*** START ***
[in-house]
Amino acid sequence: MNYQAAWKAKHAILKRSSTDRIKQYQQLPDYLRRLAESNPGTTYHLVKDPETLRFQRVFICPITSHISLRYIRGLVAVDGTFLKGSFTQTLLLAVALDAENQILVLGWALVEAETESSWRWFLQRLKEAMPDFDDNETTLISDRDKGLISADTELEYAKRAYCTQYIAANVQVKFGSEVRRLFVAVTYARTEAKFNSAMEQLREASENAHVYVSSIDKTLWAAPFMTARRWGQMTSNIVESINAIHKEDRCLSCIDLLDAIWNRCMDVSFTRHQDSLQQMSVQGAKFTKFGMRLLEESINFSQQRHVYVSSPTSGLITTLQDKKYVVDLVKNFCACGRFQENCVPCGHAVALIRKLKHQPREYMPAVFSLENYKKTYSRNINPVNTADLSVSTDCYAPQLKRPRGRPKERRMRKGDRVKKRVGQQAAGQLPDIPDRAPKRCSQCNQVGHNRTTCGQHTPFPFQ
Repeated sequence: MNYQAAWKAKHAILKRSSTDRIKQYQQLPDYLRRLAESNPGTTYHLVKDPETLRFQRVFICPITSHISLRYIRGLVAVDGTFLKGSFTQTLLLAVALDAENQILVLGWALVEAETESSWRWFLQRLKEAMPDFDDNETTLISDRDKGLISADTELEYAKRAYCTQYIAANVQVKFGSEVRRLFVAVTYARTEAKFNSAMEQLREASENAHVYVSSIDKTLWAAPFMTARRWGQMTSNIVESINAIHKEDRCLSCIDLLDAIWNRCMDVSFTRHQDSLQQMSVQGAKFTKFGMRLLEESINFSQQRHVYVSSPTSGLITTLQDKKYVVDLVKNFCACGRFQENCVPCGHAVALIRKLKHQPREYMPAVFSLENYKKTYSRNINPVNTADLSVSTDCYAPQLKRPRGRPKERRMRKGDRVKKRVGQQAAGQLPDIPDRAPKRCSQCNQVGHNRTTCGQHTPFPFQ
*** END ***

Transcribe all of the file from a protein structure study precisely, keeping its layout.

[in-house]
Amino acid sequence: MNYQAAWKAKHAILKRSSTDRIKQYQQLPDYLRRLAESNPGTTYHLVKDPETLRFQRVFICPITSHISLRYIRGLVAVDGTFLKGSFTQTLLLAVALDAENQILVLGWALVEAETESSWRWFLQRLKEAMPDFDDNETTLISDRDKGLISADTELEYAKRAYCTQYIAANVQVKFGSEVRRLFVAVTYARTEAKFNSAMEQLREASENAHVYVSSIDKTLWAAPFMTARRWGQMTSNIVESINAIHKEDRCLSCIDLLDAIWNRCMDVSFTRHQDSLQQMSVQGAKFTKFGMRLLEESINFSQQRHVYVSSPTSGLITTLQDKKYVVDLVKNFCACGRFQENCVPCGHAVALIRKLKHQPREYMPAVFSLENYKKTYSRNINPVNTADLSVSTDCYAPQLKRPRGRPKERRMRKGDRVKKRVGQQAAGQLPDIPDRAPKRCSQCNQVGHNRTTCGQHTPFPFQ
Repeated sequence: MNYQAAWKAKHAILKRSSTDRIKQYQQLPDYLRRLAESNPGTTYHLVKDPETLRFQRVFICPITSHISLRYIRGLVAVDGTFLKGSFTQTLLLAVALDAENQILVLGWALVEAETESSWRWFLQRLKEAMPDFDDNETTLISDRDKGLISADTELEYAKRAYCTQYIAANVQVKFGSEVRRLFVAVTYARTEAKFNSAMEQLREASENAHVYVSSIDKTLWAAPFMTARRWGQMTSNIVESINAIHKEDRCLSCIDLLDAIWNRCMDVSFTRHQDSLQQMSVQGAKFTKFGMRLLEESINFSQQRHVYVSSPTSGLITTLQDKKYVVDLVKNFCACGRFQENCVPCGHAVALIRKLKHQPREYMPAVFSLENYKKTYSRNINPVNTADLSVSTDCYAPQLKRPRGRPKERRMRKGDRVKKRVGQQAAGQLPDIPDRAPKRCSQCNQVGHNRTTCGQHTPFPFQ